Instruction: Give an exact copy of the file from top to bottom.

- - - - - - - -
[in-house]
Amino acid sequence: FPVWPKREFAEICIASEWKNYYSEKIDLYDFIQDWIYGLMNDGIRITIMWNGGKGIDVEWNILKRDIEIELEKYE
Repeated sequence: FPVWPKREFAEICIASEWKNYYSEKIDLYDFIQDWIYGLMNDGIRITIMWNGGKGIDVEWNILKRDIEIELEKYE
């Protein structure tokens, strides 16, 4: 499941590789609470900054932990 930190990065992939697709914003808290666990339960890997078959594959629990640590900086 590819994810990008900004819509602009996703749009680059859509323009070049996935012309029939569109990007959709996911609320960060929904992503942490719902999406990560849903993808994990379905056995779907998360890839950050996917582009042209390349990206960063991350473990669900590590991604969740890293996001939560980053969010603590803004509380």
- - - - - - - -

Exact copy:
[in-house]
Amino acid sequence: FPVWPKREFAEICIASEWKNYYSEKIDLYDFIQDWIYGLMNDGIRITIMWNGGKGIDVEWNILKRDIEIELEKYE
Repeated sequence: FPVWPKREFAEICIASEWKNYYSEKIDLYDFIQDWIYGLMNDGIRITIMWNGGKGIDVEWNILKRDIEIELEKYE
């Protein structure tokens, strides 16, 4: 499941590789609470900054932990 930190990065992939697709914003808290666990339960890997078959594959629990640590900086 590819994810990008900004819509602009996703749009680059859509323009070049996935012309029939569109990007959709996911609320960060929904992503942490719902999406990560849903993808994990379905056995779907998360890839950050996917582009042209390349990206960063991350473990669900590590991604969740890293996001939560980053969010603590803004509380």